Bill banning certain procedures for transgender children takes another step closer to approval

ATLANTA — The state of Georgia is one step closer to banning certain medical procedures for transgender children.

Monday, Senate leaders passed SB 140, which would ban healthcare professionals from giving hormones to minors.

It would also prohibit doctors from performing gender-affirming surgery on children.

Georgia Equality said the bill is putting politics over children. But the bill’s sponsor -- himself a doctor -- insists they’re trying to stop children and parents from getting procedures that are irreversible.

The bill affects transgender children, their parents and their healthcare.

Savannah state Sen. Ben Watson, himself a primary care physician, is one of its authors.

“I think we have struck a good balance related to this,” Watson told Channel 2′s Richard Elliot.

His bill does a couple of things. It bans doctors from performing sex reassignment surgeries for minors.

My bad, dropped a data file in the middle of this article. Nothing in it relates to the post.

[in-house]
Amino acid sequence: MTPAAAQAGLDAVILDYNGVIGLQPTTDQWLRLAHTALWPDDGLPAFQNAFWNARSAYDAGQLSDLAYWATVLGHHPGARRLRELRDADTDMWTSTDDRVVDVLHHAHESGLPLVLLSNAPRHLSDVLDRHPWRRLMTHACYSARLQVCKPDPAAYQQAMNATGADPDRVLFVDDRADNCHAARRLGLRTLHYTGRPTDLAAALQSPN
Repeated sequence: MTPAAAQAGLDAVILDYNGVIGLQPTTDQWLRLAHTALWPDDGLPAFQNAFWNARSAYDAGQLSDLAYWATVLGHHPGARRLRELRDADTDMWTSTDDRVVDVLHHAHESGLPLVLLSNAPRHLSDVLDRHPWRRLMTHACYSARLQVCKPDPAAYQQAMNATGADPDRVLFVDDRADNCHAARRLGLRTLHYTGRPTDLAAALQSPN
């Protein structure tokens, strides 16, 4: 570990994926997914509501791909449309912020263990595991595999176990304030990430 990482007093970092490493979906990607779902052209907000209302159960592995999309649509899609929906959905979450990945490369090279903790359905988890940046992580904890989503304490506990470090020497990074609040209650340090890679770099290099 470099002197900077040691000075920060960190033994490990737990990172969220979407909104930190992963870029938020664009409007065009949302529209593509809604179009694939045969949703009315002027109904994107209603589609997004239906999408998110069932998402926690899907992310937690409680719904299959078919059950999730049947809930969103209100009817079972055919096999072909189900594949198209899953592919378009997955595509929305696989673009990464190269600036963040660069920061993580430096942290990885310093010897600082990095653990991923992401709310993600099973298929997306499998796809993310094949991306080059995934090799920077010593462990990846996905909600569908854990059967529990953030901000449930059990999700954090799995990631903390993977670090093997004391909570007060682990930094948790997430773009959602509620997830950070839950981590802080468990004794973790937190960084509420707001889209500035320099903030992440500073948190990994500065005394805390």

It also bans doctors from administering hormone replacement therapies, something Watson said is irreversible and potentially harmful to minors.


“We want to certainly continue with mental health treatment relating to this. We want to continue caring for these individuals, and we want to continue with some guidance relating to that,” Watson said.

But critics insist the decisions should be left to the parents of transgender children and their doctors and not in the hands of politicians, many of whom, critics believe, are only doing this to court Conservative voters.

“Unfortunately, it is putting politics over the well-being of kids and families,” said Jeff Graham with Georgia Equality.

Atlanta state Sen. Sally Harrell is the mother of a transgender child.

She insists there were standards of care already in place to help doctors and worries most politicians never read them.

“What I worry about is the kind of hatchet style solution, where it’s just like, we’re going to ban it all and each family’s situation is unique and each child is unique,” Harrell said.

The bill passed the Senate along party lines. It will now head over to the House where a similar bill never made it out of committee.


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